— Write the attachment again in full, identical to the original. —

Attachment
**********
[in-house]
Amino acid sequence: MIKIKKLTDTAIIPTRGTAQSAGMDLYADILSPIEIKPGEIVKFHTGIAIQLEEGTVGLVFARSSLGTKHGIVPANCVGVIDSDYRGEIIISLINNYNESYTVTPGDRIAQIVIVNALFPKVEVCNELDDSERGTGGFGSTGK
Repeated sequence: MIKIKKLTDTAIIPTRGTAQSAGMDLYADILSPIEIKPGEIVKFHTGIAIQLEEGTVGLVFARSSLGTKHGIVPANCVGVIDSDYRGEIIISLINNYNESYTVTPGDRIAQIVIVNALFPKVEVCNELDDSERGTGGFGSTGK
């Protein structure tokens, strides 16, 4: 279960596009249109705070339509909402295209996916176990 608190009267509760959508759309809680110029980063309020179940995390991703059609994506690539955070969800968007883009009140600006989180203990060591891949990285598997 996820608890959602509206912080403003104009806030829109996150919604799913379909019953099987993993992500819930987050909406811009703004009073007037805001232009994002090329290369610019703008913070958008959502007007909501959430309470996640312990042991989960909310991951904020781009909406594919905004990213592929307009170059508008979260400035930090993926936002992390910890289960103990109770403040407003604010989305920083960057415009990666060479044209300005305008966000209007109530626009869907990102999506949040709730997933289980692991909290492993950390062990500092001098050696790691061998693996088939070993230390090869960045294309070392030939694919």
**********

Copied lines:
[in-house]
Amino acid sequence: MIKIKKLTDTAIIPTRGTAQSAGMDLYADILSPIEIKPGEIVKFHTGIAIQLEEGTVGLVFARSSLGTKHGIVPANCVGVIDSDYRGEIIISLINNYNESYTVTPGDRIAQIVIVNALFPKVEVCNELDDSERGTGGFGSTGK
Repeated sequence: MIKIKKLTDTAIIPTRGTAQSAGMDLYADILSPIEIKPGEIVKFHTGIAIQLEEGTVGLVFARSSLGTKHGIVPANCVGVIDSDYRGEIIISLINNYNESYTVTPGDRIAQIVIVNALFPKVEVCNELDDSERGTGGFGSTGK
């Protein structure tokens, strides 16, 4: 279960596009249109705070339509909402295209996916176990 608190009267509760959508759309809680110029980063309020179940995390991703059609994506690539955070969800968007883009009140600006989180203990060591891949990285598997 996820608890959602509206912080403003104009806030829109996150919604799913379909019953099987993993992500819930987050909406811009703004009073007037805001232009994002090329290369610019703008913070958008959502007007909501959430309470996640312990042991989960909310991951904020781009909406594919905004990213592929307009170059508008979260400035930090993926936002992390910890289960103990109770403040407003604010989305920083960057415009990666060479044209300005305008966000209007109530626009869907990102999506949040709730997933289980692991909290492993950390062990500092001098050696790691061998693996088939070993230390090869960045294309070392030939694919």